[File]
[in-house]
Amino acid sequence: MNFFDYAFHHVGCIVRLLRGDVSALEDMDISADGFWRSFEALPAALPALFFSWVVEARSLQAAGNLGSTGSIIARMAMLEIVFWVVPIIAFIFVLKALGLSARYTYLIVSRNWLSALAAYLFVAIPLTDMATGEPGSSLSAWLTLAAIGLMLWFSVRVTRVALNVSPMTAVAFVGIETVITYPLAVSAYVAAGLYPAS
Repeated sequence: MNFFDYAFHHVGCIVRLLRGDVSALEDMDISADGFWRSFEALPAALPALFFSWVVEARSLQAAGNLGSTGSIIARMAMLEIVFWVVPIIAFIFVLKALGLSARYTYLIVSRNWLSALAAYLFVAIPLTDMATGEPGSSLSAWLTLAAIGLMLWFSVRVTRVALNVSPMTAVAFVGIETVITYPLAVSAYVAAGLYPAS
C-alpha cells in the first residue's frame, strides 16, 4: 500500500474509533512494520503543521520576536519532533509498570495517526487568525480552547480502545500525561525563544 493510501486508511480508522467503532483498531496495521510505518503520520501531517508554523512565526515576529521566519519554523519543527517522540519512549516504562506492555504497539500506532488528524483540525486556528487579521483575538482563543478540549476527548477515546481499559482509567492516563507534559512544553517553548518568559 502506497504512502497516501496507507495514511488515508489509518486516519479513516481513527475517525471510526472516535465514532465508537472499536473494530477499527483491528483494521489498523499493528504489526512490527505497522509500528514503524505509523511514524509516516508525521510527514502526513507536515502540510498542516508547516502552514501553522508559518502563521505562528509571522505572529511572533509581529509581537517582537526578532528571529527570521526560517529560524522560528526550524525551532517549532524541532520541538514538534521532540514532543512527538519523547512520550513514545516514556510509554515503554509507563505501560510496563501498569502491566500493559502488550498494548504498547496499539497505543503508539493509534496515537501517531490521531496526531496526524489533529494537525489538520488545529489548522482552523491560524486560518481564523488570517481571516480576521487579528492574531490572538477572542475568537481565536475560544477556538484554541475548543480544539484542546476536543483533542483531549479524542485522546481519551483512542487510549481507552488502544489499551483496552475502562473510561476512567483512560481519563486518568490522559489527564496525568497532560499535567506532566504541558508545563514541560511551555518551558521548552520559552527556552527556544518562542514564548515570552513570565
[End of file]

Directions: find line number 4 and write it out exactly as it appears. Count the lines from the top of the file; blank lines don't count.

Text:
C-alpha cells in the first residue's frame, strides 16, 4: 500500500474509533512494520503543521520576536519532533509498570495517526487568525480552547480502545500525561525563544 493510501486508511480508522467503532483498531496495521510505518503520520501531517508554523512565526515576529521566519519554523519543527517522540519512549516504562506492555504497539500506532488528524483540525486556528487579521483575538482563543478540549476527548477515546481499559482509567492516563507534559512544553517553548518568559 502506497504512502497516501496507507495514511488515508489509518486516519479513516481513527475517525471510526472516535465514532465508537472499536473494530477499527483491528483494521489498523499493528504489526512490527505497522509500528514503524505509523511514524509516516508525521510527514502526513507536515502540510498542516508547516502552514501553522508559518502563521505562528509571522505572529511572533509581529509581537517582537526578532528571529527570521526560517529560524522560528526550524525551532517549532524541532520541538514538534521532540514532543512527538519523547512520550513514545516514556510509554515503554509507563505501560510496563501498569502491566500493559502488550498494548504498547496499539497505543503508539493509534496515537501517531490521531496526531496526524489533529494537525489538520488545529489548522482552523491560524486560518481564523488570517481571516480576521487579528492574531490572538477572542475568537481565536475560544477556538484554541475548543480544539484542546476536543483533542483531549479524542485522546481519551483512542487510549481507552488502544489499551483496552475502562473510561476512567483512560481519563486518568490522559489527564496525568497532560499535567506532566504541558508545563514541560511551555518551558521548552520559552527556552527556544518562542514564548515570552513570565